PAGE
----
And Rankin is not the only extra who Edinburgh viewers would have maybe recognised. Appearing in the background in a couple of scenes were a group of buskers - a piper and two African drummers, who were familiar sights on the streets of the Capital over the summer.

Wands says: "Edinburgh is full of buskers and street entertainers so we were looking for something that was appropriate. We saw these people and just thought we would ask them. The piper was actually Canadian and the two guys on the drums were from Nigeria. They didn't know each other before, they just met up busking. We used them twice and we would have used them a third time but they said they were too busy."

Wands believes the buskers have since returned home - and as they don't get a credit on the show, their names haven't been recorded.

Of course one of the biggest issues was to get the details about the police force right - even if the city's traffic management scheme nearly scuppered the shoot. Wands explained: "We wanted to do some car chases in central Edinburgh but it wasn't really possible - you really can't do anything like that - and on George Street they had put in all these traffic lights at each roundabout, so that made it impossible. We got one shot on Castle Street and it didn't really work."

But he says the car chase scenes were saved by the helpfulness of Lothian and Borders' finest. "The police were a great help to us, particularly the Edinburgh traffic division - all the speeding around Edinburgh and a chase through the Meadows was done with their help."

And every detail about the force, from measuring the size of the logo on the side of patrol cars to borrowing an officer's Operation Capital mouse mat, was carefully recorded.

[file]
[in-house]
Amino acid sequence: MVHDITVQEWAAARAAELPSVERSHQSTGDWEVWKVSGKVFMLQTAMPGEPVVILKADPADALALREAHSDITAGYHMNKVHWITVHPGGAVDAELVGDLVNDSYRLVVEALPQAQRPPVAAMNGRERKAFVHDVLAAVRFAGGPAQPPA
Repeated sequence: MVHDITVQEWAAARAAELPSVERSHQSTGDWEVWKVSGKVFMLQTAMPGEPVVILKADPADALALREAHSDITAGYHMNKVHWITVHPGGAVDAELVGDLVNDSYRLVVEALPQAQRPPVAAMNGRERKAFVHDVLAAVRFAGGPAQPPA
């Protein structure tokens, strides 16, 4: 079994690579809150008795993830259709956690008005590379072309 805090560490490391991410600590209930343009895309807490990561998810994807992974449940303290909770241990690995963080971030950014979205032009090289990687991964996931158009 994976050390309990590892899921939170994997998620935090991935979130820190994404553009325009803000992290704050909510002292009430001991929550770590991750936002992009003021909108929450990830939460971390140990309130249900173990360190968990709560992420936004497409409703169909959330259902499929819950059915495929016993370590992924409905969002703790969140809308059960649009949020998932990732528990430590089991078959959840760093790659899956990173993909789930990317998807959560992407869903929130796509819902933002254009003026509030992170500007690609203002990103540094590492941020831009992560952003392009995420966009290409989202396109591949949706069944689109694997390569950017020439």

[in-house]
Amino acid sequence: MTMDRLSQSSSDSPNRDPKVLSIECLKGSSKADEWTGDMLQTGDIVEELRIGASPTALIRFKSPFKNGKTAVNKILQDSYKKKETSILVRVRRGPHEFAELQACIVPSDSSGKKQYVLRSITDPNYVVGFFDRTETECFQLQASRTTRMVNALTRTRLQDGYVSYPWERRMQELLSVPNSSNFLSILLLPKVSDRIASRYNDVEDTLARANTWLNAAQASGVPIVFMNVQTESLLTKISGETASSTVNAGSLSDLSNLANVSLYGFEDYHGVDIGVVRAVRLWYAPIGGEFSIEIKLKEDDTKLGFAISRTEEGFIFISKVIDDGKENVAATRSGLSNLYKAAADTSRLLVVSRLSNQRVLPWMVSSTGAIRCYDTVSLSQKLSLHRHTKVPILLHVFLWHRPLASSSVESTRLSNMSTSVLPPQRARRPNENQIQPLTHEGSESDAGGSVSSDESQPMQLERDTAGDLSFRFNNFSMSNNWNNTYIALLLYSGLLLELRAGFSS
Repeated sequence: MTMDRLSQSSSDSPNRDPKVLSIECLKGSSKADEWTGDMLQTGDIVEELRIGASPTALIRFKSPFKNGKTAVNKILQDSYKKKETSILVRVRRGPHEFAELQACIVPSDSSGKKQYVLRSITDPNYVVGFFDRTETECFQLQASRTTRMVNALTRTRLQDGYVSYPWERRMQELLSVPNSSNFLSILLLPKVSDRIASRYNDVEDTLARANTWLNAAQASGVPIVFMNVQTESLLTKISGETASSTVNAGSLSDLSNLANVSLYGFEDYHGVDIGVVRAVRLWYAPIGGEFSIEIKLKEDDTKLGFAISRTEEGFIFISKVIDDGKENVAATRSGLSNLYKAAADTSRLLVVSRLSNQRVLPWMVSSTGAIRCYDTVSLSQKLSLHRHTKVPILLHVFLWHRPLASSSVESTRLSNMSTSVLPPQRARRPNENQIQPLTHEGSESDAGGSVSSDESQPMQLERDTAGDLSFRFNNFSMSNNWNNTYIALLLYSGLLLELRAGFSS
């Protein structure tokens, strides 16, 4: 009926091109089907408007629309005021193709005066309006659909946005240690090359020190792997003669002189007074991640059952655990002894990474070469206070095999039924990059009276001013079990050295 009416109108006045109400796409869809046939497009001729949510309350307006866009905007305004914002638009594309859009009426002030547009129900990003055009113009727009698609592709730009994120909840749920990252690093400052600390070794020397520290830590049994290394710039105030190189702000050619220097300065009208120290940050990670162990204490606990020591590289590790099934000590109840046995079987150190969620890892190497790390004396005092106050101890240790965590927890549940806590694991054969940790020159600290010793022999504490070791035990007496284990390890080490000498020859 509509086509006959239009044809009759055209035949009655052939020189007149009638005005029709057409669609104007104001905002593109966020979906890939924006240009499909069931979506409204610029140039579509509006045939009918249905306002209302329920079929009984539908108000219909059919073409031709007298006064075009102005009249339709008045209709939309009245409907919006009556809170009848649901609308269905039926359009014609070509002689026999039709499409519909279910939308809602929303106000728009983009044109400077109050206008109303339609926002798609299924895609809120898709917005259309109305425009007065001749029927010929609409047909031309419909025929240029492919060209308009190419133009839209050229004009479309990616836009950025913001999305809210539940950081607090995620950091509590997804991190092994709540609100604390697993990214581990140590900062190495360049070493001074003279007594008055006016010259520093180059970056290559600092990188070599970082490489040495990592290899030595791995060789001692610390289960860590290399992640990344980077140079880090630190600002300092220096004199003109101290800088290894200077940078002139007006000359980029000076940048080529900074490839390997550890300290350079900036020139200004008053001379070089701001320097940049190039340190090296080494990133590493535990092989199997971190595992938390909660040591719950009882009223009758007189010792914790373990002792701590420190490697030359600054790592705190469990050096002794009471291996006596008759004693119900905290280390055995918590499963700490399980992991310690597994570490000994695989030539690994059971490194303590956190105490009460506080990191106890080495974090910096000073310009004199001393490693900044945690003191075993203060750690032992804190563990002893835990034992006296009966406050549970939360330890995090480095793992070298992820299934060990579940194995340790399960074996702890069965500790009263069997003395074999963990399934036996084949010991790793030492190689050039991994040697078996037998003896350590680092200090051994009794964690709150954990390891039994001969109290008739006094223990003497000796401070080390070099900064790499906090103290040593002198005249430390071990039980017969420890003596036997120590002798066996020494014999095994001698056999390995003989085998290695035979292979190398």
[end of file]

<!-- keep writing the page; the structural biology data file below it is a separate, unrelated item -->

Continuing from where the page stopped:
DCI Willie Manson, who is based at St Leon-ard's Police Station, says: "We provided advice on things like uniforms, the colours of patrol cars and some of the accessories which police carry like warrant cards and identity badges."

But he quickly adds that the production company then recreated all the props they needed: "None of the stuff you see in the programme is real."

And DCI Manson, whose office walls were left bare for a period while the crew borrowed plaques and posters for the show, even visited the set in Glasgow on a day off with a colleague. And there's one other touch of authenticity about the shows - the local newspaper.

From Rebus' reading of the sports pages to see how his beloved Hibs are getting on to front page headlines about the crimes under investigation and even a blood-soaked discarded issue which helps lead police to a body, the Edinburgh Evening News is an integral part of the drama.

And the design of the papers is most definitely spot-on - because they were created by the News' design editor Mark Fearn and printed for the show by the paper. "It's the paper Rebus would read, and in which the crimes he investigates would be reported, so it makes it authentic," says Wands.

Additional reporting: Sandra Dick